Police are warning the public about the insurance-related risks of ridesharing service Uber, according to South Carolina news reports.
Charleston police will hold “sting operations” to warn Uber drivers and possibly fine them after the service launched in Charleston weeks ago, according to The Post and Courier, which also reported that Uber intends to pay those fines for its drivers there.
Uber and other ridesharing services use smartphone apps to connect passengers and drivers. Drivers typically use their personal vehicles to drive passengers, raising questions with authorities over gaps in coverage and public safety.
Uber launched in Greenville, Columbia and Myrtle Beach on July 10. According to other news reports, ridesharing drivers in all of those cities could be stopped by police for warnings and citations.
Earlier this month, the state regulatory office for South Carolina car insurance) issued a consumer alert about ridesharing and the transportation network companies (TNCs) that offer such services.
“Most standard personal auto policies contain exclusions for livery—which generally means ‘driving for hire,’” according to the consumer alert. “Consumers need to read their policies carefully, especially the exclusions section of the policy.”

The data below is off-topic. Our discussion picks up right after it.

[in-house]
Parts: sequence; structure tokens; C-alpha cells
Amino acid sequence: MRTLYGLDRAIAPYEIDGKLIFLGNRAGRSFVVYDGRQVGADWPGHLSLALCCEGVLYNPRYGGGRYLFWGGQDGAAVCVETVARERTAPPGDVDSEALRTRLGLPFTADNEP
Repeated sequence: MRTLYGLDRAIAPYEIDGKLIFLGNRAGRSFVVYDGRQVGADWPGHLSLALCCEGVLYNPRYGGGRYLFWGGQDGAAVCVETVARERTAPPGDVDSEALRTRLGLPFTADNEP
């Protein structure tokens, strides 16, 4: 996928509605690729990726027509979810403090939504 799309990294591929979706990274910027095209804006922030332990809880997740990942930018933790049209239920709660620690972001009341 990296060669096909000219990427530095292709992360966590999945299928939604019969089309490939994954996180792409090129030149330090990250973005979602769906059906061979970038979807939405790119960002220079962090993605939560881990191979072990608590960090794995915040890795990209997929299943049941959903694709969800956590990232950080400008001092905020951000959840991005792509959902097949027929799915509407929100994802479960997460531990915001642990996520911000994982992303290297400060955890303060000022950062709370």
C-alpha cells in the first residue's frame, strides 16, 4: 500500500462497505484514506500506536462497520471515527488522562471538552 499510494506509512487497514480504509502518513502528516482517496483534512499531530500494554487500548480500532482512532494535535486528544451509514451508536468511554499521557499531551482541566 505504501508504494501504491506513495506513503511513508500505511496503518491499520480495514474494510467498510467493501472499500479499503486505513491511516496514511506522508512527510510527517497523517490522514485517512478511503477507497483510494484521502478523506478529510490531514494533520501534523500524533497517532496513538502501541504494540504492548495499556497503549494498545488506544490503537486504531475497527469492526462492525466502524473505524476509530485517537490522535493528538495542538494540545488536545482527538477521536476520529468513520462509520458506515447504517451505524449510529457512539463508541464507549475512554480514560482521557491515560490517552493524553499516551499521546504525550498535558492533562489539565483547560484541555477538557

Under Uber’s auto insurance coverage, $1 million in commercial liability and uninsured/underinsured motorist coverage is in effect during the period from when a driver accepting a rideshare trip to the end of that trip.
A driver’s personal auto insurance policy applies to the period before a rideshare trip begins, typically when the driver has the Uber app open but hasn’t yet accepted a rider. During this period, according to Uber, the company provides 50/100/25 in “back-up coverage coverage/when/if driver’s personal auto insurance declines claim.”
A similar insurance setup also exists at Lyft, another ridesharing company.
Lyft announced changes to its car insurance coverage this month that makes its $1 million commercial policy the primary payer in case of a claim for incidents that occur during a ride. Previously, commercial coverage for that period was secondary, meaning it would only kick in if an insurer denied a claim or a driver’s own policy limits were exhausted.